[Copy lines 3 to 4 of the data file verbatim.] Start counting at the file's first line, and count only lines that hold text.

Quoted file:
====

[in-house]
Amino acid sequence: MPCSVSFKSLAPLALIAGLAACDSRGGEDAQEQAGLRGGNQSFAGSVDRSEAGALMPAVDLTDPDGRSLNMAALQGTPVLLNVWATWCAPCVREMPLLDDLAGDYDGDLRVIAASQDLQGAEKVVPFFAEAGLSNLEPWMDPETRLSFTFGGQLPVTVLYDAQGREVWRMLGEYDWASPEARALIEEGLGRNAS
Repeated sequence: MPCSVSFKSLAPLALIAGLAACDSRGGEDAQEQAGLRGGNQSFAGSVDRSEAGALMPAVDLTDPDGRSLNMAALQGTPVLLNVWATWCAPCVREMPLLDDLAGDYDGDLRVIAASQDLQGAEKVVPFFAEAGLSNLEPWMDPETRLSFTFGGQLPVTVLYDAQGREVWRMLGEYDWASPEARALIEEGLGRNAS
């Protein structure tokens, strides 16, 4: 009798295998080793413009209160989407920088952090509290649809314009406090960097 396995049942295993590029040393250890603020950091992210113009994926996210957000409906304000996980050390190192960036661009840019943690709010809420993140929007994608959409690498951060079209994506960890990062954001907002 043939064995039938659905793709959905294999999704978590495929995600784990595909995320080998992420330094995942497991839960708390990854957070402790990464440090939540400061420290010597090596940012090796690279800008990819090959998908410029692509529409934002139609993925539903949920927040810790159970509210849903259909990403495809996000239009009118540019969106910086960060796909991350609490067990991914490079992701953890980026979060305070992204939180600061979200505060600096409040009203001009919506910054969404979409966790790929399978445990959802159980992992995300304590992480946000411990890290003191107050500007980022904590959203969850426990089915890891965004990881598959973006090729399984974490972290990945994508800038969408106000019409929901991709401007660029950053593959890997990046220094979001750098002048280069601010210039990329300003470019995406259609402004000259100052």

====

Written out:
Repeated sequence: MPCSVSFKSLAPLALIAGLAACDSRGGEDAQEQAGLRGGNQSFAGSVDRSEAGALMPAVDLTDPDGRSLNMAALQGTPVLLNVWATWCAPCVREMPLLDDLAGDYDGDLRVIAASQDLQGAEKVVPFFAEAGLSNLEPWMDPETRLSFTFGGQLPVTVLYDAQGREVWRMLGEYDWASPEARALIEEGLGRNAS
């Protein structure tokens, strides 16, 4: 009798295998080793413009209160989407920088952090509290649809314009406090960097 396995049942295993590029040393250890603020950091992210113009994926996210957000409906304000996980050390190192960036661009840019943690709010809420993140929007994608959409690498951060079209994506960890990062954001907002 043939064995039938659905793709959905294999999704978590495929995600784990595909995320080998992420330094995942497991839960708390990854957070402790990464440090939540400061420290010597090596940012090796690279800008990819090959998908410029692509529409934002139609993925539903949920927040810790159970509210849903259909990403495809996000239009009118540019969106910086960060796909991350609490067990991914490079992701953890980026979060305070992204939180600061979200505060600096409040009203001009919506910054969404979409966790790929399978445990959802159980992992995300304590992480946000411990890290003191107050500007980022904590959203969850426990089915890891965004990881598959973006090729399984974490972290990945994508800038969408106000019409929901991709401007660029950053593959890997990046220094979001750098002048280069601010210039990329300003470019995406259609402004000259100052």